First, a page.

In a previous article it was seen that corporate data can be divided into distinct sectors. Fig 1 depicts the different sectors into which corporate data can be divided.
The sectors are –
- Structured data
- Textual data
- Spreadsheet data
- Machine generated data
Each of these sectors have their own characteristics and idiosyncrasies.
Structured data is the sector that has been around the longest. It was the sector on which most technology is based. Modern data base management systems are built to accommodate data found in this sector. There are typically many records which – structurally – have the same identical structure. This uniformity of structure is where the name – “structured data” – comes from.
Most analytical processing has its origins in structured data. Typical technology such as Tableau, Qlik, Microstrategy, Business Objects, and so forth all have their origin in this sector.
Data science does address – to a lesser extent – this sector.
There is a lot of business value to be found in this sector. That is because much of the data found in this sector is directly tied to the transactions conducted by the business. The business value found here is both operational and strategic.
Fig 2 shows this sector
If there is any sector of data that is unexplored it is the textual sector of data. There is much business value in this sector. But the business value is almost untouched. There are lots of reasons why textual data is almost untouched –
Text does not fit nicely and naturally into standard technology such as a data base management system,
Text is inherently complex. There are many nuances of text that are hard to capture in a standard computer. The human brain has built into it many background rules for processing language. Unfortunately many of these rules are complex and are not intuitive. But because these rules are learned from birth, they are taken for granted. However once language is inside the computer, the computer must be “taught” many of these rules.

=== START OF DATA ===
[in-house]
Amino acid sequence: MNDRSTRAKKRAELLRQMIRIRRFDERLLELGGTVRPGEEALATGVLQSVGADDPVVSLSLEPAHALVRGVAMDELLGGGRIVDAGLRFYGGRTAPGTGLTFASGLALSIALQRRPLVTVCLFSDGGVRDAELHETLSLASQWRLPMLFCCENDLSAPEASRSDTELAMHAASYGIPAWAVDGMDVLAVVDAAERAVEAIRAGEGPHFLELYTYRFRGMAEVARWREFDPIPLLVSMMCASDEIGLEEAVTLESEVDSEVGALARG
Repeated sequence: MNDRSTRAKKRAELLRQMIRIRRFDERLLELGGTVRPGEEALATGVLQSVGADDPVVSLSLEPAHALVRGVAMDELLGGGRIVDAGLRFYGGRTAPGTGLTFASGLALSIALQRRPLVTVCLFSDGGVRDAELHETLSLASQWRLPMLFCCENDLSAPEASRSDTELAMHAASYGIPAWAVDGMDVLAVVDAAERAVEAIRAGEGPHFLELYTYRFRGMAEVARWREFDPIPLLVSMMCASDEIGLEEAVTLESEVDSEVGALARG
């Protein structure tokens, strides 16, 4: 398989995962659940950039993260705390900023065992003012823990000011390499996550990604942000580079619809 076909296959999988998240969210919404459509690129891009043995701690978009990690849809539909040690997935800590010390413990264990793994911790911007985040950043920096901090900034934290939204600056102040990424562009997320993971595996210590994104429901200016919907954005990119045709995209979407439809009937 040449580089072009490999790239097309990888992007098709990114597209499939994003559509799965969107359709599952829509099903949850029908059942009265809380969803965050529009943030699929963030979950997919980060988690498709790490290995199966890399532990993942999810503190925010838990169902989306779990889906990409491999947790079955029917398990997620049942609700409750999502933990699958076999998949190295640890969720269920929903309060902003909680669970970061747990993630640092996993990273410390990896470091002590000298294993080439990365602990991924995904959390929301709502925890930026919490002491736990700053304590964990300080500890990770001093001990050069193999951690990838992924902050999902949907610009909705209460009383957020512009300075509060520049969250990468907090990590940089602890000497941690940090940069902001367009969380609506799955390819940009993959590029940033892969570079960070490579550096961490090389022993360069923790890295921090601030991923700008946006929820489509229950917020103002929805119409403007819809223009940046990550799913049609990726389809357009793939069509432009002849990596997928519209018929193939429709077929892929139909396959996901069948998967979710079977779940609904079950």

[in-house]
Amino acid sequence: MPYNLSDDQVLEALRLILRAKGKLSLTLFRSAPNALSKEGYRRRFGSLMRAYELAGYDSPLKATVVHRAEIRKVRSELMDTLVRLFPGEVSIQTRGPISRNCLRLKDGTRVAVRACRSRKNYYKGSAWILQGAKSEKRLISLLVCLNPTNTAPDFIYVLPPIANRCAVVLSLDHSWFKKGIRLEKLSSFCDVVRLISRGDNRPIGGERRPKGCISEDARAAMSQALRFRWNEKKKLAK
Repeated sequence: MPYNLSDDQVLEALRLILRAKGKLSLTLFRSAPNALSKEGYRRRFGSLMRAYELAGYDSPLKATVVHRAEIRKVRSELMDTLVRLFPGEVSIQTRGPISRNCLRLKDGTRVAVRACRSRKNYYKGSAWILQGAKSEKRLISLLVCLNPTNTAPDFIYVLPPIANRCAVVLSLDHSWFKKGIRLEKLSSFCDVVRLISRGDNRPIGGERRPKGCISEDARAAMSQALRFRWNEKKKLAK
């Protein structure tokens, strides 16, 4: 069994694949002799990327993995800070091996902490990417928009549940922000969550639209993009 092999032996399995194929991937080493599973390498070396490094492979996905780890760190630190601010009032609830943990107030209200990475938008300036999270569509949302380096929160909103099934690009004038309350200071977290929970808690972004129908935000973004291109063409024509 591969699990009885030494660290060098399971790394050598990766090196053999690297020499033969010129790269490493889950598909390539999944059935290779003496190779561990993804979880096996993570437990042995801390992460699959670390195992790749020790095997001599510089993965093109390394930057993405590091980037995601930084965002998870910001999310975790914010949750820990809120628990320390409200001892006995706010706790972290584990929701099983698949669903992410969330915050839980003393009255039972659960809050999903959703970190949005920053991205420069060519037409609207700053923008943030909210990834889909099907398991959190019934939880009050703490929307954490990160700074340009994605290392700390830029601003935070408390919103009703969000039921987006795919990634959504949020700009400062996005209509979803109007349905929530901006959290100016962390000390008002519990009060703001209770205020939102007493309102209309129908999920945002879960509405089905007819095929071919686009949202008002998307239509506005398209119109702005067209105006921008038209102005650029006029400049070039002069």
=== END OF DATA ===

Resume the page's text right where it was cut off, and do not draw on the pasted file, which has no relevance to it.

There have been technological advances which have been able to start to cope with language and text. However the technology needed to deal with text is not nearly as developed and as mature as the technology required to deal with structured data.
Data science has hardly touched the world of text, and this is a shame because there is GREAT business opportunity there that has not been tapped.
From the standpoint of opportunity this sector of data is the most promising.
Fig 3 shows this sector –
Like the textual data sector there is great untapped opportunity in the spreadsheet sector. And like the textual sector, there has hardly been any activity that attempts to tap the spreadsheet sector.
Spreadsheets are used in (at least!) two ways – as a mechanism that allows the end user autonomy to create and manage his/her own data and as a means for communication between organizations. In the case of a means of communication, one organization sends a spreadsheet to another corporation and hopes the corporation that receives it is able to understand the contents of the spreadsheet.
The reason why spreadsheets are not widely used for management decisions based on the spreadsheet is the unreliability of the data found on the spreadsheet.
Fig 4 depicts this sector –
MACHINE GENERATED DATA
Machines are capable of generating data at a terrific rate. Satellites can send down data scanned from the heavens at a huge rate. Electric eyes can scan objects on a conveyer belt at a very fast pace. Manufacturing machines can measure, scan, and weigh produce very rapidly. In a word data can be produced by machines at a rate that easily surpasses what mere humans can do.
And data scientists have a fixation on looking at this data.
The data produced by machines tends to be very uniform – very structurally homogenous. The data produced by machines lends itself to the statistical analysis techniques favored by data scientists.
The problems is – for a variety of reasons – there isn’t much business value to be found. Or what business value there is to be found there is operational business value, not strategic business value.
Fig 5 shows this sector of corporate data –
Each of the sectors of corporate data has their own characteristics, in terms of –
Attention from the data scientist
Volume of data
And so forth
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William H. Inmon (born 1945) is an American computer scientist, recognized by many as the father of the data warehouse. Bill Inmon wrote the first book, held the first conference (with Arnie Barnett), wrote the first column in a magazine and was the first to offer classes in data warehousing. Bill Inmon created the accepted definition of what a data warehouse is - a subject oriented, nonvolatile, integrated, time variant collection of data in support of management's decisions.